Freeze Avoidance means a bug must spend the season somewhere that will remain above their SCP temperature. It’s the predominant survival approach for our winter bugs.
Bugs search out protective sites that are warmer than air temperature like in leaf piles or under rocks, logs, and man-made structures. Tree bark protects bugs, so some female species lay eggs into bark crevices. The dead stems of herbaceous plants hold bugs including some of our native bees. This is why you should “leave your leaves” and not clean up your planting beds until temperatures are warm enough for bugs to have emerged from diapause (more about that later).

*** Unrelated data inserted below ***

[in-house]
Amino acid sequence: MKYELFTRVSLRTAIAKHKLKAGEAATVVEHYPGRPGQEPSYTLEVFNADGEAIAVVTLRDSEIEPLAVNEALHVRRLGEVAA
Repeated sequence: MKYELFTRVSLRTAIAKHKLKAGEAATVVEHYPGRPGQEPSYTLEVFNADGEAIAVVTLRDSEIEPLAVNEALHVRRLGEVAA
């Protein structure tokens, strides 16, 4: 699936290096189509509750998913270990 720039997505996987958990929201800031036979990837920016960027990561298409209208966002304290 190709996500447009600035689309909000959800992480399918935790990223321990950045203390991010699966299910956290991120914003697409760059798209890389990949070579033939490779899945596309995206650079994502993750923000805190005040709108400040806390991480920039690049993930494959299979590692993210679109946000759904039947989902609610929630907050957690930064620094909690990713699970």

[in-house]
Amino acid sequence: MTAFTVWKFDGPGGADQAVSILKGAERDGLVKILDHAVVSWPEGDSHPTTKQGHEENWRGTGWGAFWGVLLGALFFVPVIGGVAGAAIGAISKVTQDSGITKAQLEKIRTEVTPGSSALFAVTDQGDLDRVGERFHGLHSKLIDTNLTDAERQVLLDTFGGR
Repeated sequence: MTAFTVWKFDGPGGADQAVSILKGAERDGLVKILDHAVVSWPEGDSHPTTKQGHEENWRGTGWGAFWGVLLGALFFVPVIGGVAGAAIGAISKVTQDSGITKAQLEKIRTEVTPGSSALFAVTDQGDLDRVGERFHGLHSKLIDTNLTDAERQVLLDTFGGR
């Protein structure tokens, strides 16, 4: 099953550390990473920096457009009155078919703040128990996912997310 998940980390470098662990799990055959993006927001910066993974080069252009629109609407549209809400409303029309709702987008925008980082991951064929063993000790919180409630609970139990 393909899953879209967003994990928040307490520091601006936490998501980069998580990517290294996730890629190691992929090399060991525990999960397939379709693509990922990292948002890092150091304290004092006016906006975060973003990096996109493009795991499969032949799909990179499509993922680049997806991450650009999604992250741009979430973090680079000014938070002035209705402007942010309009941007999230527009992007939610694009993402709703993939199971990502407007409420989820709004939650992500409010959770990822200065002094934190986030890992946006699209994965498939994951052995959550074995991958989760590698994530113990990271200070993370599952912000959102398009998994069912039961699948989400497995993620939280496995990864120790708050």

Soil is particularly protective. Cicada nymphs dig deep underground below the frost line. Many beetles survive as grubs (larvae) in the soil. Adult queen bumblebees overwinter in holes underground while solitary mining bee eggs overwinter in individual chambers. Some butterflies, moths, and grasshoppers lay their eggs directly in the soil for overwintering. Flies can overwinter in the soil as pupae.
Then there are the numerous bugs that have evolved with aquatic egg and larvae stages to overwinter under water in ponds below the ice. These include dragonflies, stoneflies, mayflies, and caddisflies.